The value of new retail lending contracts signed by Hungarian banks in March rose slightly in February, but was still just a fraction of the amount before the worsening of the global financial and economic crisis in the autumn, fresh figures published by the National Bank of Hungary on Thursday show.
The value of new forint home loan contracts rose to HUF 14.9 billion in March from HUF 13.3 billion in February. The value of forint consumer loans rose to HUF 16.0 billion in March from HUF 12.8 billion in February.
The popularity of forint loans grew markedly in the autumn when many banks stopped signing new contracts for Swiss franc-denominated loans, long the most popular loan construction for Hungarian retail borrowers, because of increased forex risk as markets grew more volatile.
In September, the value of new forint home loan contracts was just HUF 300 million and the value of new forint consumer loans was a slight HUF 500 million. In the same month the value of new CHF-denominated home loans was HUF 72.0 billion and the value of new CHF-based consumer loans was HUF 72.5 billion.
Average APR -- which reflects the total cost of borrowing -- for HUF-based home loans was 31.48% in March, down slightly from 30.95% in February, but nearly four percentage points under the APR twelve months earlier.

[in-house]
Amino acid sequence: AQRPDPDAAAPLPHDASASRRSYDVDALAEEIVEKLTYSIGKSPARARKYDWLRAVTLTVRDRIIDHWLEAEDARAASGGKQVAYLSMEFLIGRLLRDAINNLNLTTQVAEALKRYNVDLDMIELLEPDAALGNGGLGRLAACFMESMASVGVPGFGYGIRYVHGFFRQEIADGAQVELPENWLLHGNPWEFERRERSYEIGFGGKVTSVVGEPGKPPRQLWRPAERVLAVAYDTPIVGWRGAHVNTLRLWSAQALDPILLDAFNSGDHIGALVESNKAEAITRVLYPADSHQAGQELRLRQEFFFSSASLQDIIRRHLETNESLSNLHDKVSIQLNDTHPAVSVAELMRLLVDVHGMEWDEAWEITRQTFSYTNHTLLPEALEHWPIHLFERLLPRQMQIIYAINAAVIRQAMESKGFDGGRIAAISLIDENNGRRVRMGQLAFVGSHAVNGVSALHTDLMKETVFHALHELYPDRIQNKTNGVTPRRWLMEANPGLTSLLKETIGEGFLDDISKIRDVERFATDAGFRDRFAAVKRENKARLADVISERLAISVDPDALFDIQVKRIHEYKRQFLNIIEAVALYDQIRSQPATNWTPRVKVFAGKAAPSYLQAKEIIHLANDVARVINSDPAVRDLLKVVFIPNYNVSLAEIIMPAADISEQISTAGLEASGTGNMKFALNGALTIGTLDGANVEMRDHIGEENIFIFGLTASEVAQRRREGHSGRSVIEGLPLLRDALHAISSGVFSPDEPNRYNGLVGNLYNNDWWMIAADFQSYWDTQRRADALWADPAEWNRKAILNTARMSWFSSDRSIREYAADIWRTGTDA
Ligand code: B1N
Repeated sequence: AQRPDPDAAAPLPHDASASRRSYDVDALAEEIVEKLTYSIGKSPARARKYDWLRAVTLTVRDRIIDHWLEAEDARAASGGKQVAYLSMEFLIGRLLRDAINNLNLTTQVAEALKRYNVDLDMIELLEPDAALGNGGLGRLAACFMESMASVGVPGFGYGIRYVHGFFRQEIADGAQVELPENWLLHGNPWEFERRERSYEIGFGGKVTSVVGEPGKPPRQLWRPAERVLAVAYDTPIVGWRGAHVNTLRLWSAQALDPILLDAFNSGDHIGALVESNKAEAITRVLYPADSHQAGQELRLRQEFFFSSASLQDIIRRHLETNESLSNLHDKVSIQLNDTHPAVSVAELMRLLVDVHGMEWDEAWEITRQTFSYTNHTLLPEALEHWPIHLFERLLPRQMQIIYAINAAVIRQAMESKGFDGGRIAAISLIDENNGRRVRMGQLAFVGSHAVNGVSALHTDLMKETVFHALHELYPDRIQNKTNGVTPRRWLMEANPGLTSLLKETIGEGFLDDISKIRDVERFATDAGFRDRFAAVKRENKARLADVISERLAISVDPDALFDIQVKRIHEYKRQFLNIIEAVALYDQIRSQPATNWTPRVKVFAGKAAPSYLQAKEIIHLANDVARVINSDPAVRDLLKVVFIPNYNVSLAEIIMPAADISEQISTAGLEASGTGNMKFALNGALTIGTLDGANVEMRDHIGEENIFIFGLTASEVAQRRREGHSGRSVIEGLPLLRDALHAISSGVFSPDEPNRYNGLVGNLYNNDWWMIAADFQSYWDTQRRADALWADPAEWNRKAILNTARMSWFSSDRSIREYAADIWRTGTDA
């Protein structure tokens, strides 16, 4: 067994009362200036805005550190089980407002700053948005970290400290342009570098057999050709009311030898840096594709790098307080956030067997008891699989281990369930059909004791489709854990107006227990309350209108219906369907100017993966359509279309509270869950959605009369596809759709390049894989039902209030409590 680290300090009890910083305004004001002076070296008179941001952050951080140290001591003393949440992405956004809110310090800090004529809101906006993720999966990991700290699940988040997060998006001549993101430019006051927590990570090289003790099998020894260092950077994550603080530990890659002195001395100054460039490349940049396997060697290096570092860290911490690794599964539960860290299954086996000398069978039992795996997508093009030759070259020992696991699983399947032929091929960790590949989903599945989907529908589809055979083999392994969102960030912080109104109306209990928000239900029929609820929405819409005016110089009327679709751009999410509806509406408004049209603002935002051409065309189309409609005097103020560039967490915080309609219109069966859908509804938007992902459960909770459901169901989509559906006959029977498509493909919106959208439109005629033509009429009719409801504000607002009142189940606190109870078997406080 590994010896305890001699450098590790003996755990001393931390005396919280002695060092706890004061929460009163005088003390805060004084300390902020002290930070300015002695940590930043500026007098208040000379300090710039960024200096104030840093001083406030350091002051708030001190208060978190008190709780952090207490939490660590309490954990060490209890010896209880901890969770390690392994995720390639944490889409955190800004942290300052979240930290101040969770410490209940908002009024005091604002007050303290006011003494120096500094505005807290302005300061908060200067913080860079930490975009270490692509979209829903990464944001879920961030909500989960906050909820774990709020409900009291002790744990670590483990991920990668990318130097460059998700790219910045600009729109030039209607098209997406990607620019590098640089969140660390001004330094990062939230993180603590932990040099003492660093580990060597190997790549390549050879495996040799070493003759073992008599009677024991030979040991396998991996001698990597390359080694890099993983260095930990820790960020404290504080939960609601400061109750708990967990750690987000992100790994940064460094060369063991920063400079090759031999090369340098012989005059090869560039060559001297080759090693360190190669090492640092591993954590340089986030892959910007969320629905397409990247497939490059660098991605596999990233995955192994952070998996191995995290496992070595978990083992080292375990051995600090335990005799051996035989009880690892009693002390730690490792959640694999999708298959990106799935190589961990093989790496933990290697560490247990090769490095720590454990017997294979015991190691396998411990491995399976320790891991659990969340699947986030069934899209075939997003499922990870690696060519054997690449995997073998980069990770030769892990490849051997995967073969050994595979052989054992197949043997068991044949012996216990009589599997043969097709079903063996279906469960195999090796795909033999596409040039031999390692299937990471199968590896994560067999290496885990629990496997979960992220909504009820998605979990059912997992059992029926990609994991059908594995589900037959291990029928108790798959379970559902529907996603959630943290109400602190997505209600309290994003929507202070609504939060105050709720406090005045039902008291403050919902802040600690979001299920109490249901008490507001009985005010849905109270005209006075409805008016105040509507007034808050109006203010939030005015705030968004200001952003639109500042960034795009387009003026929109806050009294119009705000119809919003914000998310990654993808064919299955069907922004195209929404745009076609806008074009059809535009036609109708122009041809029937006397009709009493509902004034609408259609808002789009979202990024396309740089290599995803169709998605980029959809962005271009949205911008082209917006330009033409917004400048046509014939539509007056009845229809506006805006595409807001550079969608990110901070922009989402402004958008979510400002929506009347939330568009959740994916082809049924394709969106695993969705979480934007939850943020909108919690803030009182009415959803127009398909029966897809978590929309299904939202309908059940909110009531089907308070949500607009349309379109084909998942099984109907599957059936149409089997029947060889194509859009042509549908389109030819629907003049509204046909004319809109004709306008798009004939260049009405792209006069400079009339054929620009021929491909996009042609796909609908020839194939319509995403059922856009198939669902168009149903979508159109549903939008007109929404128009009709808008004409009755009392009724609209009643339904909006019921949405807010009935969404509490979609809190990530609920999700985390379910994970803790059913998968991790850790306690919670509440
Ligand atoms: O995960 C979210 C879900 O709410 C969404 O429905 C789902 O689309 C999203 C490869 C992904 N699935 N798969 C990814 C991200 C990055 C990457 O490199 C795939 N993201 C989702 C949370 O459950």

The value of new CHF-based home loans was HUF 6.1 billion in February, practically level with the amount in January. The value of new CHF-based consumer loans rose to HUF 5.3 billion from HUF 4.1 billion.
Average APR for CHF-based home loans was 8.40% in March, little changed from 8.52% in February, but up 61bp from twelve months earlier. Average APR for CHF-based consumer loans was 18.23% in March, up 45bp from February, but 41bp under average APR twelve months earlier.
The value of new euro-based home loans rose to HUF 14.9 billion in March from HUF 13.3 billion in February. The value of new EUR-based consumer loans climbed to HUF 16.0 billion from HUF 12.8 billion. The value of new EUR-based loan contracts was negligible before the cutback in CHF-based lending.
Average APR for EUR-based home loans was 7.91% in March, practically unchanged from February, but more than two percentage points higher than twelve months earlier. APR for EUR-based consumer loans was 9.17%, down 66bp from February and 140bp lower than twelve months earlier.
The average rate banks paid on forint fixed deposits was 9.54% in March, little changed from February and more or less level with the central bank’s 9.50% base rate. Twelve months earlier -- when the base rate was 7.50% -- the average rate for fixed deposits was 6.73%. (MTI-Econews)